Firstly, a scenario I am currently putting the finishing touches to will be included in the next edition of Elder Tunnels - the Halloween issue. The adventure is based on the Evil Dead movies, which are my favourite films of all time. I wanted to bring something different to the table this time around, so this one is a little special. I just hope you enjoy it.

Secondly, I have joined forces with the amazing folks at Peryton Publishing to release a regular series of Tunnels and Trolls adventures starting at the end of the year. I don't want to give too many details away, but I'm massively excited to work with such a fine publisher and I look forward to sharing more with you nearer to Christmas time.

Lastly, because of my workload in the last few months I haven't been working on my DemonLord RPG, which I really wanted to release earlier this year. However, I am getting back on track with it and I'll have a beta release pretty soon. Watch this space.

Phew, that's a lot of announcements. Now if you'll excuse me, I have some words to make.

Sunday, 11 September 2011

True Heroes {Heroes}

Most people who read this blog have an interest in escapism and most of the time when we escape we are heroes; whether that be a noble paladin, a Jedi Knight or a super hero.

Ten years ago one of the worst possible things happened. If it were a roleplaying game I'm sure the disaster could have been averted with some die rolls; but we all know that life isn't a game and most of us aren't heroes.

But there were those brave few who selflessly risked their lives for people they had never even met, and some died doing it. These are the true heroes in this world and we owe them our full respect and admiration for what they did ten years ago.

Saturday, 10 September 2011

The folklore of trolls

Note: cross-posted from Midnight Folklore

Troll-fever is set to grip Hollywood as Harry Potter director Chris Columbus announced that he intends to remake The Troll Hunter, an independent Norwegian film that recently hit theatres in the UK.

The film is a mockumentary that follows a group of film students who set out to film real-life trolls in the wild. Blood and gore ensues as they run foul of these 50ft beasts and have to fight for their lives.

It sounds all kinds of hilarious and I'm glad we're seeing some folklore on the big screen. Check out the trailer:

It's theorised that the modern term 'troll' is descended from Jotun, a race famed in Norse mythology for being the enemy of the gods.  In these stories the original Jotun was Ymir, who lived in the Ginnungagap, which was a chaotic void. From Ymir's body came other Jotnar who then went on to create a race of frost giants. Odin, Vili and Ve eventually slew Ymir, whose blood drowned all but two of the giants, a husband and wife, who went on to repopulate their species.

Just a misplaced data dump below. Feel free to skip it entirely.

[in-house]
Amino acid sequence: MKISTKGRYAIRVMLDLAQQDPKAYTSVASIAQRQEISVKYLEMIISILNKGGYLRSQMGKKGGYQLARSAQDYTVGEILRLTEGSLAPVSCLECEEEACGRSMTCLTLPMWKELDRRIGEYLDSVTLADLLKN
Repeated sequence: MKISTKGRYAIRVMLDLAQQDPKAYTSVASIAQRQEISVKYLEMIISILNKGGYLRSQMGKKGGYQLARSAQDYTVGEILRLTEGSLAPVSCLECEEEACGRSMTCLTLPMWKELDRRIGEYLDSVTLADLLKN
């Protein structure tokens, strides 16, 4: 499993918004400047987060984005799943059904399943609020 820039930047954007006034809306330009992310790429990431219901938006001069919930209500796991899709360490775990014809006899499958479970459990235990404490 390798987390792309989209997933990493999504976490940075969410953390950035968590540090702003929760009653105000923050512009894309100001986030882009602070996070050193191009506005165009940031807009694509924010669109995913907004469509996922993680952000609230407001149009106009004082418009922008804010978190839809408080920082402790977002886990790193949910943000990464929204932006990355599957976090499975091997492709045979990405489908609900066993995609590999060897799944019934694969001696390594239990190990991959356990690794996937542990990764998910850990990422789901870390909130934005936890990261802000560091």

Scandinavian folklore evolved the troll from the giants of old Norwegian texts to the more recognisable creatures we know today. It's unclear where the overlap began between the jotnar and trolls, but mythologist Lotte Motz theorised that there were originally four kinds of giants: jotun, troll, risi and purs, and this is where we can see the split in species. Motz's reasoning for this is because these are the four words that referenced to the jotnar in historical texts. She attributes different characteristics to each of these 'species', however her theory has been criticised due to a lack of textual evidence.

It can be agreed, though, that later texts portray trolls as supernatural beings with immense strength and hideous features who often made their homes in the hills and mountains of Scandinavia. Some were said to have multiple heads, no doubt a reference to Ymir's original six-headed son, and would turn to stone if exposed to sunlight.

During the Christianization of Scandinavia, priests would tell tales of trolls who fled when they heard the sounds of church bells and their hatred for Christian blood. The latter is likely where we get the giant's "Fe, fi, fo, fum, I smell the blood of a Christian.' Telling tales like this was a common tactic in conversion, which led to the integration of ideas into folklore.

Trolls are now immortalised across the Scandinavian landscape as rock formation, where they are meant to have been turned to stone by the sun. Some examples of such formations include Reynisdrangar and Trold-Tindterne (Troll Peaks).

Friday, 9 September 2011

Weekly wrap-up 8/9/11 {Wrap-up}

This week I've got back into full swing with the blog, so here are the topics I've covered this week:

Crib your adventures from music - what music to use as inspiration for your game
Dwarsome - amazing T&T art by Russ Nicholson
Kalessian Deadlands - a post-apocalyptic fantasy setting